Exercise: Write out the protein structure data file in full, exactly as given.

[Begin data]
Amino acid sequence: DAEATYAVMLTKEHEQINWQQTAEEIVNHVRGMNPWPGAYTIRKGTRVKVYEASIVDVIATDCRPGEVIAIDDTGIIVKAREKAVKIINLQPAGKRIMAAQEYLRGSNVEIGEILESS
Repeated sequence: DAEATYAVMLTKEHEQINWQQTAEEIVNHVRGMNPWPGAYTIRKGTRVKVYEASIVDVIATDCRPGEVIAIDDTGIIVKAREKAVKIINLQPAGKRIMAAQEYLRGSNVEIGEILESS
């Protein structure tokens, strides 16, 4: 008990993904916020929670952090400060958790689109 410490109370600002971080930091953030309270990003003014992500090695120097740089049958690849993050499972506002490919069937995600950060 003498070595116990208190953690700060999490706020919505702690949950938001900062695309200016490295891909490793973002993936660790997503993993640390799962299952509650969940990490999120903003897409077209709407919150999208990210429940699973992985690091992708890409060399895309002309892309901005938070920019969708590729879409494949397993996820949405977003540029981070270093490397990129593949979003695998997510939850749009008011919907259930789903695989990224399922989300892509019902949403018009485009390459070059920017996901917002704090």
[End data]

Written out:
Amino acid sequence: DAEATYAVMLTKEHEQINWQQTAEEIVNHVRGMNPWPGAYTIRKGTRVKVYEASIVDVIATDCRPGEVIAIDDTGIIVKAREKAVKIINLQPAGKRIMAAQEYLRGSNVEIGEILESS
Repeated sequence: DAEATYAVMLTKEHEQINWQQTAEEIVNHVRGMNPWPGAYTIRKGTRVKVYEASIVDVIATDCRPGEVIAIDDTGIIVKAREKAVKIINLQPAGKRIMAAQEYLRGSNVEIGEILESS
């Protein structure tokens, strides 16, 4: 008990993904916020929670952090400060958790689109 410490109370600002971080930091953030309270990003003014992500090695120097740089049958690849993050499972506002490919069937995600950060 003498070595116990208190953690700060999490706020919505702690949950938001900062695309200016490295891909490793973002993936660790997503993993640390799962299952509650969940990490999120903003897409077209709407919150999208990210429940699973992985690091992708890409060399895309002309892309901005938070920019969708590729879409494949397993996820949405977003540029981070270093490397990129593949979003695998997510939850749009008011919907259930789903695989990224399922989300892509019902949403018009485009390459070059920017996901917002704090």